As to murky data: even the CDC is having trouble making their graphs make sense, with weird swings that are entirely not plausible in the real world. I can see the real world having trouble getting reports to CDC on a consistent day-by-day basis, when you take weekends into account, so maybe a Monday's numbers really have some of Saturday's and Sunday's cases that piled up in the paperwork. But CDC's numbers are weird because they invert that kind of real-world problem: they appear to have some of April ... [More]

91-Divoc

Comment posted by Paul Cella on May 26, 20:39:

My understanding is the GA Department of Public Health brought suspicion upon themselves by releasing an egregiously misleading chart on their website with the dates out of sequence to give the appearance of a strong decline in cases, when there was no clear trend at all. The site can be a little misleading because they report cases as they came in, thrice daily. So you can look at today, May 26, and see only 26 confirmed cases. But of course that will go way up as they receive further data. That confused ... [More]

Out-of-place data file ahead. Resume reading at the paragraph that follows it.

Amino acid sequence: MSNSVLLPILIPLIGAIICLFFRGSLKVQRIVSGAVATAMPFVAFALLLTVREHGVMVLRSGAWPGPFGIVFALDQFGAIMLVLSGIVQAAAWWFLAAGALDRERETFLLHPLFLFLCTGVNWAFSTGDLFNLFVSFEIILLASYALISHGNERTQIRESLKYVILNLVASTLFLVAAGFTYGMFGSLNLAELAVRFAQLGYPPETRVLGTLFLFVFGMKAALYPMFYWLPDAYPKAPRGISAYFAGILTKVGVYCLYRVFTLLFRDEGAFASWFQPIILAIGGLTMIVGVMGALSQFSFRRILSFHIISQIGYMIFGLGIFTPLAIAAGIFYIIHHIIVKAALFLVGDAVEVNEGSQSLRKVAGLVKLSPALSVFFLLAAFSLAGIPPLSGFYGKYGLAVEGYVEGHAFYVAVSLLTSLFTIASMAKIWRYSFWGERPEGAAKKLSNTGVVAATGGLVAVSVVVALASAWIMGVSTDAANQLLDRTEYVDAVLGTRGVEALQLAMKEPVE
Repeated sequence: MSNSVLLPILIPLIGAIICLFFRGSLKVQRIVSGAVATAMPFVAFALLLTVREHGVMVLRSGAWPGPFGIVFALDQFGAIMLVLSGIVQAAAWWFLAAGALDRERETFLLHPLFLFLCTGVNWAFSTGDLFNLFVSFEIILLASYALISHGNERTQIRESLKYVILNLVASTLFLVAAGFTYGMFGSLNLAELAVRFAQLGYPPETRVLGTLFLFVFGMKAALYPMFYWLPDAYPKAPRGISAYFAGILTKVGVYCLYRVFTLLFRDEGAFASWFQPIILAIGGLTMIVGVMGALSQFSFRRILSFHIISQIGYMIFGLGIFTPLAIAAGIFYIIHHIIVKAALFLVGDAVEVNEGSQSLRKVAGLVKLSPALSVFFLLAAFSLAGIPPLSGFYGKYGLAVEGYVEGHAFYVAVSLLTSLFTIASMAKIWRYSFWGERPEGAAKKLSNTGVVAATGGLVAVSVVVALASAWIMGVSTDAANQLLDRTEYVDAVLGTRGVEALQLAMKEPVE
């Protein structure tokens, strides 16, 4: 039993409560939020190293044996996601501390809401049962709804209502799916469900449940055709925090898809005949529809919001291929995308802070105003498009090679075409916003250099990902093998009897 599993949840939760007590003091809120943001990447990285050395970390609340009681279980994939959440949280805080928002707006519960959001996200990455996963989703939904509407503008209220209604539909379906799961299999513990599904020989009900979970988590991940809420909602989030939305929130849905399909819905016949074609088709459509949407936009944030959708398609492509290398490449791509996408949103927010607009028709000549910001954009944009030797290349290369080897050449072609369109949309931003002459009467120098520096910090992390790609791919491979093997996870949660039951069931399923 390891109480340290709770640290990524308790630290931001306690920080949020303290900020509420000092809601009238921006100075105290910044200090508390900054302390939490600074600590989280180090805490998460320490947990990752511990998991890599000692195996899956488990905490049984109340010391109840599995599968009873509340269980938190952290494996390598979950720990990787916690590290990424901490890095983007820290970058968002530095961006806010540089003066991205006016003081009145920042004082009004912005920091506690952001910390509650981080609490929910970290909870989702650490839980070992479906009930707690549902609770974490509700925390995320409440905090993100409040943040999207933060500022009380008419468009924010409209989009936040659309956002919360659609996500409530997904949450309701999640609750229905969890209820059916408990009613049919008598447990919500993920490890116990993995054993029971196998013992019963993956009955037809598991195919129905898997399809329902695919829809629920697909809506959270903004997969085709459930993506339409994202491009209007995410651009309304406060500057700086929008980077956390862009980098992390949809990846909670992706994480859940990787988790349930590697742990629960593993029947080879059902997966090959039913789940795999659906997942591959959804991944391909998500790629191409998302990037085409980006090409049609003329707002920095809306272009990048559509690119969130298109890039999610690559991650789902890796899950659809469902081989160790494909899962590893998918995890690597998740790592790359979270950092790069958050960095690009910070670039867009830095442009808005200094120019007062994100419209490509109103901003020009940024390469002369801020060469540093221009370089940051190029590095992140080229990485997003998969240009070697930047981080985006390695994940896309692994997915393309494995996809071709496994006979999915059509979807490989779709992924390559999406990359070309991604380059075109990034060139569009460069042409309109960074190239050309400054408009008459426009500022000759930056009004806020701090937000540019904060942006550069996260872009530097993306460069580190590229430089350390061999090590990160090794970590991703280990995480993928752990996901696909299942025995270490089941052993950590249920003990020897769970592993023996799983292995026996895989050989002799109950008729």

91-Divoc

Comment posted by Step2 on May 26, 17:46:

Thanks for still coming around, Step2. I hope you and yours are all healthy and safe. Extremely kind of you to say, and likewise I wish the same for you and yours and for the other contributors here. Do you include the progressives right now trucking in Infowars-type conspiracism about the Florida and Georgia Departments of Public Health? My understanding is the GA Department of Public Health brought suspicion upon themselves by releasing an egregiously misleading chart on their website with the dates ou ... [More]

91-Divoc

Comment posted by Paul Cella on May 25, 16:20:

Thanks for still coming around, Step2. I hope you and yours are all healthy and safe. those who are willfully spreading misinformation [who] have no interest in learning from their mistakes Do you include the progressives right now trucking in Infowars-type conspiracism about the Florida and Georgia Departments of Public Health? The wolf is still out there until a nationwide vaccine is available. Agreed, and it's a lot worse than the flu. ... [More]